The misapplication of accounting rules is another opportunity for financial statement manipulation. Executives may deliberately incorrectly apply accounting rules in a way that enhances the company’s financial results.
One of the simplest ways to manipulate financial statements is through the omission of information. There are rules regarding explanations and disclosures that must accompany financial statements. Without that additional information, the financial statements themselves might easily be misinterpreted. Deliberately omitting necessary information from the notes to the financial statements is a simple, but effective, way to tender misleading financials.
Financial statement fraud can have an impact on any person or organization that has a financial interest in the success or failure of a company. A manipulation of the company’s reported earnings or assets can affect a bank that extends credit to the company, a shareholder who invests money in the company, and those organizations that enter into contracts or agreements with the company.
The manipulation of financial statements also affects employees. It has the power to put employees out of work once the fraud is exposed or collapses. It also has the power to enrich employees – mostly those involved in the fraud, but potentially those who are not. Good financial results (actual or fabricated) can be linked to promotions, raises, enhanced benefit packages, bonuses, and the value of stock option awards.
Financial statement fraud will cause shareholders to overpay for their investment in the company and they will get less value for their money than they are aware. They may lose part or all of their investment if the company ultimately fails or has to go through some sort of reorganization in order to remain viable. Shareholders also lose the opportunity to invest their money in other companies which may have better actual financial results or which may be more honest in their operations.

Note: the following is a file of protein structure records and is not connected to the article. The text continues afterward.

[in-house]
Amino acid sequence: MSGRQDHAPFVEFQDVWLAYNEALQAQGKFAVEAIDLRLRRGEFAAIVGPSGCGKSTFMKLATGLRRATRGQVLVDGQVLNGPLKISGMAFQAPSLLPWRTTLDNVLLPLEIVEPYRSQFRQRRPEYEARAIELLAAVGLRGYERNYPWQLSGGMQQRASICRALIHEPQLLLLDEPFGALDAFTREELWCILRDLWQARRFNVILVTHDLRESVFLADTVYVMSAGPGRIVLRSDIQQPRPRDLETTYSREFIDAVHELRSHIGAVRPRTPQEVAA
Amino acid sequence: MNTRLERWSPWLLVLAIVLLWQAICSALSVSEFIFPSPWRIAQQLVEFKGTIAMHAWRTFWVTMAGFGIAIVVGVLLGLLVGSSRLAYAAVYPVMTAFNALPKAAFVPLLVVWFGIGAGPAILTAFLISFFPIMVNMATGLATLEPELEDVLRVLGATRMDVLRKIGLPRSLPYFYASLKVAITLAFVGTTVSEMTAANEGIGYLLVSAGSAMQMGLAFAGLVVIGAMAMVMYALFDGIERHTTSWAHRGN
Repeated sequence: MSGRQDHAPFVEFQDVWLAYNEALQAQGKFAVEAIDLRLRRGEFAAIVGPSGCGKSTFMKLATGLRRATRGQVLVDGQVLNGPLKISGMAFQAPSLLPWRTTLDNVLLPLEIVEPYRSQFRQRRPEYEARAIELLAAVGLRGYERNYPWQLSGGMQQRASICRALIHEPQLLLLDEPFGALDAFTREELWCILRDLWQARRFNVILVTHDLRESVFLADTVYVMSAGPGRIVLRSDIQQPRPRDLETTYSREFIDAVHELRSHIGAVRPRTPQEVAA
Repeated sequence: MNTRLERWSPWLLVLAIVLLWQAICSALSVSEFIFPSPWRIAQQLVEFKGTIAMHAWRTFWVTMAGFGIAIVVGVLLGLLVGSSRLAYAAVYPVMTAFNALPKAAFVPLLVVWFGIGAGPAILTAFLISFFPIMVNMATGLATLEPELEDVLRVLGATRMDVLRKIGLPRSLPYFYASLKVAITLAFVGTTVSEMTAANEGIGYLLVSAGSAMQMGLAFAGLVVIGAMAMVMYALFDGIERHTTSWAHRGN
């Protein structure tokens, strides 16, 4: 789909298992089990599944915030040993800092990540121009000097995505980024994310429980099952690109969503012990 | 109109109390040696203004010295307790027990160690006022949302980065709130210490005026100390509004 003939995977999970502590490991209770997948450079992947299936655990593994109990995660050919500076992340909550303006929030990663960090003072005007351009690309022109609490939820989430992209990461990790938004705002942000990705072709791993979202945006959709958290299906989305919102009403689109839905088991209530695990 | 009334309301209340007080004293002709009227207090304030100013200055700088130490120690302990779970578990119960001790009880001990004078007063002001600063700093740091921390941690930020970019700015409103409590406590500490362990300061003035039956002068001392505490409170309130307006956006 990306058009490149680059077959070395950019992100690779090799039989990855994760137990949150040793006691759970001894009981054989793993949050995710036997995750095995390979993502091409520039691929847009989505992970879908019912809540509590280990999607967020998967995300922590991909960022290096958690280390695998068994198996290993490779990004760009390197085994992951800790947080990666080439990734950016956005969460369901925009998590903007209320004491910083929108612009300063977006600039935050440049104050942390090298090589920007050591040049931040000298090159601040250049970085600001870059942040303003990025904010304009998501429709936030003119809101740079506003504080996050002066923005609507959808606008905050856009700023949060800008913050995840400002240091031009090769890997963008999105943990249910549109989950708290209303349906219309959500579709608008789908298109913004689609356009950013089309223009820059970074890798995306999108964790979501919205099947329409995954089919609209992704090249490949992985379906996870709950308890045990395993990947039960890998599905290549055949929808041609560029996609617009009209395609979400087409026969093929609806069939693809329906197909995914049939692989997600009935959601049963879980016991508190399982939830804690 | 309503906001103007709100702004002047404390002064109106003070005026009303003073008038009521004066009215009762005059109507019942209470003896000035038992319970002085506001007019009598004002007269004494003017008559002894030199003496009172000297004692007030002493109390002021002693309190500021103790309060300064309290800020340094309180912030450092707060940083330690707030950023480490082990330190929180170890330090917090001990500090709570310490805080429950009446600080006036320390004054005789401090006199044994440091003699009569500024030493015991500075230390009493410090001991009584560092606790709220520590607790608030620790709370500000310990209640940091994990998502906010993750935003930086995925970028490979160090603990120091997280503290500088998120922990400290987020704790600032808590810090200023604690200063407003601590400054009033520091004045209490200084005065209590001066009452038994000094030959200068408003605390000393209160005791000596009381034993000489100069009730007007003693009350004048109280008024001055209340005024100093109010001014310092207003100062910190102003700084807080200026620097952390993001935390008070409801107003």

Banks lose money, which affects other bank customers who ultimately make up for those losses and affects the bank’s investors. Creditors can lose large sums of money, which may not have been risked if the creditors knew the true financial condition of the company.
If enough financial statement frauds occur, or if the frauds are large enough, there are wide-reaching effects for other companies. Consider the case of the Sarbanes-Oxley Act of 2002. The legislation followed the collapse of some large public companies with executives who engaged in significant financial statement fraud.
This legislation attempted to address financial statement fraud and bring more reliability and transparency to the financial reporting process. Sarbanes-Oxley required companies to make changes, and it also changed how independent auditors do their work.
The legislation has caused companies to collectively spend billions of dollars on assessing their processes, engaging consultants to help with the assessments, and enhanced independent audits. This is an indirect cost of financial statement fraud, but its impact on companies is direct. It has been very expensive.
Financial statement fraud often doesn’t have a readily apparent or direct financial impact on interested parties. But because it is rampant and its indirect costs are so high, it is important that the users of financial statements be aware of the risk and the impact.
Regulations may be effective in curbing some of this fraud, but a skeptical eye on the part of interested parties might be more effective in protecting investors, creditors, and other business partners from the negative effects of financial statement fraud.